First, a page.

The Implications of the Stanford Prison Experiment Essay

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The Implications of the Stanford Prison Experiment

In 1971 Dr Philip Zimbardo conducted an experiment in the basement of
Stanford University. This involved imprisoning nine volunteers in a
mock up of Stanford prison, which was policed by nine guards (more
volunteers). These guards had complete control over the prisoners.
They could do anything to the prisoners, but use physical violence.
The subjects were all students applying for summer jobs to get some
money. To make it a fair test, the subjects were made to take
psychological tests to make sure they were mentally fit.

On the first day, the prisoner subjects were picked up by a panda car
and arrested on a mass crackdown on violations of penal
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It showed that when given power, many will
abuse it. This is very useful as we can apply these lessons to a real
life situation, which could save thousands of people in a real prison.
A conclusion of the experiment is that if you put good people in an
evil and unfair place they will become evil. It also makes us
conscious of what people are capable of whatever you think of them.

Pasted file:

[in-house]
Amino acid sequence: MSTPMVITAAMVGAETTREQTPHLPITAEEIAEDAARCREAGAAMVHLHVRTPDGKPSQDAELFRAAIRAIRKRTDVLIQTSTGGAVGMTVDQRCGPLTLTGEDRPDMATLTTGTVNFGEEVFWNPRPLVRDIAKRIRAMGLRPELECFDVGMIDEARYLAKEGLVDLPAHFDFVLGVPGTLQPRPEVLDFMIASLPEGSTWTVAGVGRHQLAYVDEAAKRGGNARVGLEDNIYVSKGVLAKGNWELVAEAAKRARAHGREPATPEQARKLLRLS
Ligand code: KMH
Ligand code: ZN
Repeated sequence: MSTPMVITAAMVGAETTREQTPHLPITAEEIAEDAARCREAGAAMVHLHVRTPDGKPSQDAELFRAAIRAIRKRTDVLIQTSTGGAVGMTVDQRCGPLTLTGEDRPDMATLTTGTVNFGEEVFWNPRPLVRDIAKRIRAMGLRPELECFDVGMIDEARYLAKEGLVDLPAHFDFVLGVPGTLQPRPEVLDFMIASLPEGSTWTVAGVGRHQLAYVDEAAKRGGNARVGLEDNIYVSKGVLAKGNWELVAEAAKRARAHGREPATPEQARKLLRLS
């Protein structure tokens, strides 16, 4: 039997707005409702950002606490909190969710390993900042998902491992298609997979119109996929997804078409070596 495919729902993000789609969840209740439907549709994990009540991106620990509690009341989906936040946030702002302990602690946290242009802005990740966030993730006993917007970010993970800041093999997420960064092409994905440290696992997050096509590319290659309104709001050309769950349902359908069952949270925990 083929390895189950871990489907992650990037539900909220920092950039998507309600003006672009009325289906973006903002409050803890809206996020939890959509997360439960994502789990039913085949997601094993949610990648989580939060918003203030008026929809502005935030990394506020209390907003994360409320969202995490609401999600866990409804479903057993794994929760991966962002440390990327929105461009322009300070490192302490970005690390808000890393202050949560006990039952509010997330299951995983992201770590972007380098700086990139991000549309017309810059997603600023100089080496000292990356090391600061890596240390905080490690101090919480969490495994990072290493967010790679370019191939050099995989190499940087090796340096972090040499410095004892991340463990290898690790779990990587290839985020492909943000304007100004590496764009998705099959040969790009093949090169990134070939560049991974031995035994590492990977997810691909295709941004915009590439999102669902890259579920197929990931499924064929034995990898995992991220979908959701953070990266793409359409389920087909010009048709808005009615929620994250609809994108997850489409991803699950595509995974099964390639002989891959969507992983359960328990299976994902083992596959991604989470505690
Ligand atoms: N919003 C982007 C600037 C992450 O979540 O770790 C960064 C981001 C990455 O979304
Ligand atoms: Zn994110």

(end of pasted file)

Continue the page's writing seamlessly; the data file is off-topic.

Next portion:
The guards acted the worst in the middle of the night it is suggested
that this is because the believed they were not being watched.

It has been asked if what was learnt was worth the "sacrifice" of the
people involved? I simply think it was worth the sacrifice. The people
involved may have suffered mental anguish due to this experiment but
they will die, and other people can take their place: but the
knowledge gained will not be forgotten so easily. Also I think it is
wrong to simply blame the experiment; there is nothing wrong with
putting people in a false prison being controlled by other people.
What was wrong was the evil the people in control exerted on the

The BBC has repeated the experiment, which some see as wrong. The
repeat of the experiment has been "improved" by adding several safe
guards to protect the prisoners from the guards. However these…